“Peter Dutton gave the green light days before the election for the purchase – without an open tender process – of ­reconnaissance drones used by China and Russia.”

Conservatives say that poverty is the fault of the impoverished, but wealth comes from virtue, and both are the natural order of things.

5 With just 17 days to go, Morrison has made up little ground. The latest Newspoll courtesy of The Poll Bludger shows that Labor leads the Coalition 53/47:

“Labor’s lead is steady at 53-47, with Labor up a point on the primary vote to 38% and the Coalition steady at 36%. One Nation has gained two points to 5% now that it is offered as a response option in every seat where it is fielding candidates, which is to say all but two of them compared with a little more than a third at the 2019 election, while the United Australia Party is steady on 4%. The report is silent on the Green’s primary vote, but the full results should be up reasonably shortly. (UPDATE: The Greens are steady at 11%). The poll also found that 56% believed it was time for a change of government, with 44% favouring the alternative response that the Coalition deserved to be returned.”

“Also out today from the Age/Herald is the second Resolve Strategic poll for the campaign, which finds the Coalition down two on 33% and Labor steady on 34%.”

“Resolve Strategic does not provide a two-party preferred result (though the Age/Herald report fills the gaps), but these numbers suggest around 54-46 in favour of Labor using flows from the 2019 election.”

The Essential Poll shows that:

“… while primary support is flatlining, Labor retains a lead over the Coalition of 49% to 45% on a two-party preferred ‘plus’ measure.”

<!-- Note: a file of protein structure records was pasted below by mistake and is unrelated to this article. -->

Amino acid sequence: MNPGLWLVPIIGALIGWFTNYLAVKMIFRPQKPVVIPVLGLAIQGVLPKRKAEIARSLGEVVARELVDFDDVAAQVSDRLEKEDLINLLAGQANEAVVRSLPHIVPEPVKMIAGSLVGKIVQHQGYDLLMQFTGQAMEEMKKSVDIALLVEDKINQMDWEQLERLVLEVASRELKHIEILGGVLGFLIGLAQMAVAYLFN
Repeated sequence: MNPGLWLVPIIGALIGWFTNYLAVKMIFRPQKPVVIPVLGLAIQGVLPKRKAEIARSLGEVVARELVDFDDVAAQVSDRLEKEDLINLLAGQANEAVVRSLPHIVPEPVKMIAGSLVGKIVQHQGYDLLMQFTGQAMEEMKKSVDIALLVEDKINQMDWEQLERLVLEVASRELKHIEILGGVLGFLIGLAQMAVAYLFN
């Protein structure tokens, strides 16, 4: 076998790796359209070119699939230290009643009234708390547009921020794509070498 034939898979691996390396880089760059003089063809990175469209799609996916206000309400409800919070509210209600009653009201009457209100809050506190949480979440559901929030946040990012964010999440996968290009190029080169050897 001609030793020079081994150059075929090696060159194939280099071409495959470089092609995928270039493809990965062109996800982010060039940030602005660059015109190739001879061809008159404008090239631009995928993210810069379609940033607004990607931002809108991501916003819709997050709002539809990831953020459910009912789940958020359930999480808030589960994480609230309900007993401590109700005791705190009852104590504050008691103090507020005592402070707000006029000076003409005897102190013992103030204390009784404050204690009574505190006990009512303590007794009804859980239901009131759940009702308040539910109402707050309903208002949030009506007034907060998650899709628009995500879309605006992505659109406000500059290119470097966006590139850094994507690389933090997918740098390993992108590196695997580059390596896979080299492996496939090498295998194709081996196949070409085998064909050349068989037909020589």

The polls have recently done better in predicting state elections. Let’s hope that the corrections they have made to how they collect data have been a success. That being said there are still many people who remain undecided or who have dropped out altogether.

6 Latest betting from Sportsbet has Labor at $1.44 and the Coalition at $2.72. Ladbrokes are offering $1.80 for Labor and $2.00 for the Coalition. The latter seems a bit out of whack.

7 The economy is being run by a minister who may very well lose his seat, but the message is; “We are best to manage the economy”. A contradiction in terms? Go figure.

Wednesday 4 May

8 When I first saw this breathtaking list, I thought it was just another of those lists that show the government for what they are.

Nothing more than corrupt rorters. I got to number 200, thinking that would talk about the duration of the Morrison Government. How mistaken I was. The list covers the period from Abbott to Morrison. It is published by The Saturday Paper (compiled by Matthew Davis) and is titled “Achievements of the Coalition government” it lists some 1011 of them. The worst part is that they are all authentic. I’m hoping this link will get me a free subscription.

My thought for the day

A Coalition leads the nation, but we never see the two leaders together when they campaign. Why is it so?

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11 comments

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  1. New England Cocky

    Thank you for seeing the encouraging light at the end of a too long dark tunnel of corruption, incompetence and uncaring self-interest by too many COALition politicians masquerading as a (mis) government.

    However, I fear that your list ”the challenges of the past three years, be it floods, fires, or the pandemic” excludes the most damaging challenge of all ….. government by the COALition borne-to-rule minority for the benefit of the foreign owned multinational corporations for the financial benefit of shareholders living overseas.

    Taking back our country is going to be difficult as the vested interests gnash their corporate teeth and pitifully cry crocodile tears that Australian voters are once again being made the central focus of government policies.

    No more government free handouts for private child-minding facilities, no more tunnelling under cities while interstate rail links lie abandoned to promote road transport, no more families living in cars or literally on the streets.